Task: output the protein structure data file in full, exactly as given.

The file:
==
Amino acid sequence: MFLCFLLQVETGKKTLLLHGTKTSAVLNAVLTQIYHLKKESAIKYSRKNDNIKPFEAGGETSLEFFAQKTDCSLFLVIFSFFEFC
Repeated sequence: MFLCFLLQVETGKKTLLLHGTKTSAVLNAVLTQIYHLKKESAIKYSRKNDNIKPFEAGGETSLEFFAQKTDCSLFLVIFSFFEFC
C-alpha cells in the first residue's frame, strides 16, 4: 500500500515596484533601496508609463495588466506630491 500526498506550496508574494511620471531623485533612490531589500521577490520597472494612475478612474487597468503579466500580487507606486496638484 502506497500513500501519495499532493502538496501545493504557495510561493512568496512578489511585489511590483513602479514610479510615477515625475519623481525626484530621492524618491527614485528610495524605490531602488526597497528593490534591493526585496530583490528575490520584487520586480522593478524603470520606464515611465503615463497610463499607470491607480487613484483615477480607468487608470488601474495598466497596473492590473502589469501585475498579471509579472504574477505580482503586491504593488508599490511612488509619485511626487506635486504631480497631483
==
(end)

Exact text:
Amino acid sequence: MFLCFLLQVETGKKTLLLHGTKTSAVLNAVLTQIYHLKKESAIKYSRKNDNIKPFEAGGETSLEFFAQKTDCSLFLVIFSFFEFC
Repeated sequence: MFLCFLLQVETGKKTLLLHGTKTSAVLNAVLTQIYHLKKESAIKYSRKNDNIKPFEAGGETSLEFFAQKTDCSLFLVIFSFFEFC
C-alpha cells in the first residue's frame, strides 16, 4: 500500500515596484533601496508609463495588466506630491 500526498506550496508574494511620471531623485533612490531589500521577490520597472494612475478612474487597468503579466500580487507606486496638484 502506497500513500501519495499532493502538496501545493504557495510561493512568496512578489511585489511590483513602479514610479510615477515625475519623481525626484530621492524618491527614485528610495524605490531602488526597497528593490534591493526585496530583490528575490520584487520586480522593478524603470520606464515611465503615463497610463499607470491607480487613484483615477480607468487608470488601474495598466497596473492590473502589469501585475498579471509579472504574477505580482503586491504593488508599490511612488509619485511626487506635486504631480497631483